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Travel industry expects recovery after COVID-19

Yvonne Chappell Yvonne Chappell

The bans on unnecessary travel caused by the COVID-19 pandemic have had devastating impacts on the UK's travel and tourism sector. In 2020 we asked leading travel executives for their expectations for the future of the industry. 

Travel and tourism companies, and the entrepreneurs who work in them, make up one of the most battle-hardened and resilient sectors of the UK's economy. The laws enacted to reduce the spread of COVID-19 have caused unprecedented damage to it: from outright travel bans to social distancing measures that make foreign or even domestic travel impractical. 

In summer 2020, we spoke to leaders across the travel and tourism services to report on their expectations of recovery. It is important to note that at the time of speaking, these expectations were caveated with the assumption that there would not be a second wave of the virus: no one expected the peak booking season in 2021 to be restricted by another national lockdown and a renewed ban on unnecessary travel. There is still, however, a lot of valuable insight that we can take from this report. 

Travel and tourism in 2021: expectations of recovery

The most encouraging conclusion from last year's short summer is that when restrictions were lifted on travel to top destinations, the pent-up demand for holiday travel yielded immediate results for the companies providing it. If the vaccine's roll-out is successful, bookings, apart from cruises and corporate travel, are expected to begin their recovery through 2021 and may yet reach the lower bands of the 50-90% of 2019 levels forecasted last summer. Leisure travel will bounce back, although the future for corporate travel is less clear given a changing landscape of travel policies and perceptions of business need.

Consumers, cashflow and consolidation

The economic fallout of the pandemic for consumers of travel services will be uneven: most respondents to our survey expected airline prices to rise and, despite governmental support, many families will cut back their holiday spend. However, average disposable income has remained high, and many travellers will be looking forward to making up for the lost summer of 2020.

For both operators and travel agents, summer 2021 is a long way off. Cashflow is key to survival, and with impending overheads of insurance and staff returning from furlough, there are still difficult times ahead. The extension of furlough support into 2021 was welcome, as travel firms were more able to take advantage of it with the frantic months of processing refunds and reschedules behind them. Firms taking out Covid Business Interruption Loans last year won’t have expected the travel drought to last this long, and many will have counted on new revenues arriving in the first quarter of 2021. It would be unfair to suggest that only those playing fast and loose with their finances will come unstuck: no competitive business model could plan for the disruption on the scale we are currently experiencing. Consolidation and a wave of insolvencies is inescapable.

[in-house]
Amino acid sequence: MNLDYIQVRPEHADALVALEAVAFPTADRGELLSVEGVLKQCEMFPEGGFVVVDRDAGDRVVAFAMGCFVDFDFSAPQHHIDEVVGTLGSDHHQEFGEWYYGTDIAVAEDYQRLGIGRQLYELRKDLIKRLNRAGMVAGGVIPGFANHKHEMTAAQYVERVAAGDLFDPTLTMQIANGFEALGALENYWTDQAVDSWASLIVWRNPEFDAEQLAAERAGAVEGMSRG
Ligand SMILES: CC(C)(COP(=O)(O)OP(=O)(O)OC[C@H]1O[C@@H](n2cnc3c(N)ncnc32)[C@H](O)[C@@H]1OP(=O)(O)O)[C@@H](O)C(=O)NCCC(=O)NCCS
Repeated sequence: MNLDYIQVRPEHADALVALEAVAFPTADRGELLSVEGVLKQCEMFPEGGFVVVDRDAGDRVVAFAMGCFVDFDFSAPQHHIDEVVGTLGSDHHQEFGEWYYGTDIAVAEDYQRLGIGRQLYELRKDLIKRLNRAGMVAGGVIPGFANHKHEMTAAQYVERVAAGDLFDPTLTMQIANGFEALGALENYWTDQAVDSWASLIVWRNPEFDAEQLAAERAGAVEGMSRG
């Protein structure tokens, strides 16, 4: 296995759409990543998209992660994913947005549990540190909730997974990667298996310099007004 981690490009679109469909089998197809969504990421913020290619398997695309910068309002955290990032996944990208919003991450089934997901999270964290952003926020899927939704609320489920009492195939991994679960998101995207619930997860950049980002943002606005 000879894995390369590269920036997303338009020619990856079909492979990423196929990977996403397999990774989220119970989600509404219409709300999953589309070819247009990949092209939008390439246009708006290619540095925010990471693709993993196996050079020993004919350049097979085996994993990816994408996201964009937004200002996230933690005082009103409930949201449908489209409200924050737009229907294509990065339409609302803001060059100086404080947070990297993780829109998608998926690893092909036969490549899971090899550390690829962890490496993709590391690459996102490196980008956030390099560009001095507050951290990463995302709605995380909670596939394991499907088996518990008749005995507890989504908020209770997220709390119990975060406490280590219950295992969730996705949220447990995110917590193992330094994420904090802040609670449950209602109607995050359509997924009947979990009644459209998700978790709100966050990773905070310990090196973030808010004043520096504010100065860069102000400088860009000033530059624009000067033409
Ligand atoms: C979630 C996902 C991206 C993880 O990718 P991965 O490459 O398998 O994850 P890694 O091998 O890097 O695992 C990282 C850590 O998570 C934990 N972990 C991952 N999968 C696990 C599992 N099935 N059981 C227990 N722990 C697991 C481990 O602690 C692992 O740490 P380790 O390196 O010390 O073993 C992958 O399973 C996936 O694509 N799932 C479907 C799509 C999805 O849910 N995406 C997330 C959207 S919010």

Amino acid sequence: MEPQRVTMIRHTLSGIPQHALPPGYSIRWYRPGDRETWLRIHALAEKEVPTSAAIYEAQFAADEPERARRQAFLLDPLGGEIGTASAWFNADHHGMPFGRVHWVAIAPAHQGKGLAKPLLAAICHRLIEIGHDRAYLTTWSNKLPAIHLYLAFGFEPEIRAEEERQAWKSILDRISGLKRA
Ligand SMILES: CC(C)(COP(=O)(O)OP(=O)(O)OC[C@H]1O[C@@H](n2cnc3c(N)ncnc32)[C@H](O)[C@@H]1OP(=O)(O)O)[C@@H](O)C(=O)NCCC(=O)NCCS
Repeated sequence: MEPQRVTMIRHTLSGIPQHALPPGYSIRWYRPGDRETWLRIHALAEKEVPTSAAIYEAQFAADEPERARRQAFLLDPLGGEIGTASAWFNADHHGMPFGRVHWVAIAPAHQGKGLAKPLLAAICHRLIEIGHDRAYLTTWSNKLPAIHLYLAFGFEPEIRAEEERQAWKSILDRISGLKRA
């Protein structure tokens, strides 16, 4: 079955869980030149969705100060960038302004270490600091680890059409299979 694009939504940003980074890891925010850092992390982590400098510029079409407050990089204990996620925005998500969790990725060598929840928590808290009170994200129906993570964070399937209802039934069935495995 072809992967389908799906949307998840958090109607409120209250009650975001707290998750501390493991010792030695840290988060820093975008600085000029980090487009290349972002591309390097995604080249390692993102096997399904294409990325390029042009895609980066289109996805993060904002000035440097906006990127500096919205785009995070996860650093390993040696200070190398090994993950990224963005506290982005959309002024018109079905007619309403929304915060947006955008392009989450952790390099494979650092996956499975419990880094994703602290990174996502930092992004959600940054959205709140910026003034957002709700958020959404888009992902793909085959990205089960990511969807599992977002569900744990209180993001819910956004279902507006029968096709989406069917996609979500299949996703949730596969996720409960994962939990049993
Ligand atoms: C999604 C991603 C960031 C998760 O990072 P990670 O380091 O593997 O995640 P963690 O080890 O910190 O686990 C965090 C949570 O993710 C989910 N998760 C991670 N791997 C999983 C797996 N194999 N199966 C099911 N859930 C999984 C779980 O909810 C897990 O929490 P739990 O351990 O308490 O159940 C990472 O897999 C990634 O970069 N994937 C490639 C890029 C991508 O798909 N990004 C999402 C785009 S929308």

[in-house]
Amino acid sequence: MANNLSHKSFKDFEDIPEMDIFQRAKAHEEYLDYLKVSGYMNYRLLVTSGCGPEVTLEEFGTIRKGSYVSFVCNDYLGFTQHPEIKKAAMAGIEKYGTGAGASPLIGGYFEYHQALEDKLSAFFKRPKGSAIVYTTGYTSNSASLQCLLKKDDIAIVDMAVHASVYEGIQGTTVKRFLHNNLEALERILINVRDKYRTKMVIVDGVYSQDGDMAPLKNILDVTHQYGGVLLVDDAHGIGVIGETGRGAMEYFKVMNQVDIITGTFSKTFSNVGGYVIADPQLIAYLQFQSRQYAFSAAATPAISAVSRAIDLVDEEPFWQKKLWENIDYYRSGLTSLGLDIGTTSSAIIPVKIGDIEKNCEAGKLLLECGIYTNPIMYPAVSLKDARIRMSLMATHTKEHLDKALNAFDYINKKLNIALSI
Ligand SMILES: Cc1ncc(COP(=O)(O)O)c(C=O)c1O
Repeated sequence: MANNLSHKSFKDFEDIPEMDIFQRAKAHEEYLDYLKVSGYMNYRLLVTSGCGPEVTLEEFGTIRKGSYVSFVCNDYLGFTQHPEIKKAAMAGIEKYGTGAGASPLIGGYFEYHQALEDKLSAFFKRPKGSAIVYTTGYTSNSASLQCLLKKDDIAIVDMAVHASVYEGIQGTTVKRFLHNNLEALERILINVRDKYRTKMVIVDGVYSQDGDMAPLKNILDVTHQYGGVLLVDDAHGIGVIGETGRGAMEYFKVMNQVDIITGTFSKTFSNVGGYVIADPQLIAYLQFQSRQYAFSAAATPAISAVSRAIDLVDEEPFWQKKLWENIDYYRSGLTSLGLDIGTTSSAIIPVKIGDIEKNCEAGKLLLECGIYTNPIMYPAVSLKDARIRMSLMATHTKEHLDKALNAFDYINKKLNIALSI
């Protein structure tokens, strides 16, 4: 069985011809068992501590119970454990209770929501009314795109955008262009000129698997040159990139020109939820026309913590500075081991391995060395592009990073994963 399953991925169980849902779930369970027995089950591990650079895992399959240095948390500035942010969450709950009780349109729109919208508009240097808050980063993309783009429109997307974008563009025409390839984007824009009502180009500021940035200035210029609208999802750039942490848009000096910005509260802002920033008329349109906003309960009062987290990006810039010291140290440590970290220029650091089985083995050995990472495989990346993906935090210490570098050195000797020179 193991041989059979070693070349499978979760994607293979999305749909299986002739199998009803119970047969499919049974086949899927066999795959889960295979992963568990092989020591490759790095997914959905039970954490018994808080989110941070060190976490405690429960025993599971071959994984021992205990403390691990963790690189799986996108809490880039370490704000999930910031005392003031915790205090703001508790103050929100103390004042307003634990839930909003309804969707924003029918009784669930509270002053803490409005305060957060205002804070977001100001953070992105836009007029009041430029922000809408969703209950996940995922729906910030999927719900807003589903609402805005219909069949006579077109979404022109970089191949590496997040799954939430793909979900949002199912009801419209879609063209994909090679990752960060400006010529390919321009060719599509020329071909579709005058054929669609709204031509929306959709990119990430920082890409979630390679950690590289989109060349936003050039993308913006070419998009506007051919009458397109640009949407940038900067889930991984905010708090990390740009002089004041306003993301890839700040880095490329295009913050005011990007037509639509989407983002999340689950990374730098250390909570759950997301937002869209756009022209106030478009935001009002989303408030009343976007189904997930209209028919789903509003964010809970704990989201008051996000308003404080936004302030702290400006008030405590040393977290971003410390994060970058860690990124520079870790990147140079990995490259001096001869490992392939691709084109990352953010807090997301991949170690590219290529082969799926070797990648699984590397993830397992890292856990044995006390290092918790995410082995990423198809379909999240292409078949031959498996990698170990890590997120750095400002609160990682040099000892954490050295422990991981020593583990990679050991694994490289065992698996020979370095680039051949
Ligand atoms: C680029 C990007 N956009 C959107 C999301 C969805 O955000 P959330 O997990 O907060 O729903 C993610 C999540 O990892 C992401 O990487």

For the firms and brands that survive this crisis, a consolation is that much of the industry will benefit from demonstrating added-value through excellent customer service when handling changed or cancelled plans. For the near future, the long-term trend towards direct bookings will see a correction as consumers value the expertise provided by travel professionals. Travel companies that dedicated resources to looking after their customers were able to hold on to more deposits, and word-of-mouth or social media endorsements should bring them new customers in the months ahead. Airlines will suffer, but if they remain operational and retain their slots, price and convenience will bring travellers back. The refund fiasco that dominated the media last year may soon be forgotten.

Changing trends and new business models

The travel experience will adjust to accommodate health and safety concerns, but established trends in technology – improving efficiencies and reducing the cost of travel – as well as a return to GDP growth will continue to drive volumes over the three to five-year horizon.

Insurance costs will rise, but the increasingly agile, asset-light travel and tourism industry will still be highly investible when predictability returns. Providing customer bases are retained, and brands, systems and processes are in a position to recover, survivors will benefit from lower competition. There will be a wave of redundancies, but the long-term prediction is a return to the entrepreneurial culture that has seen the industry reinvent itself with new brands and business models that, for travel and tourism services, is business as normal.

To read our full report on the insights and views from leading travel executives on how the industry is managing consolidation and preparing for growth in the recovery, please contact Yvonne Chappell or Felicity Bown.

 

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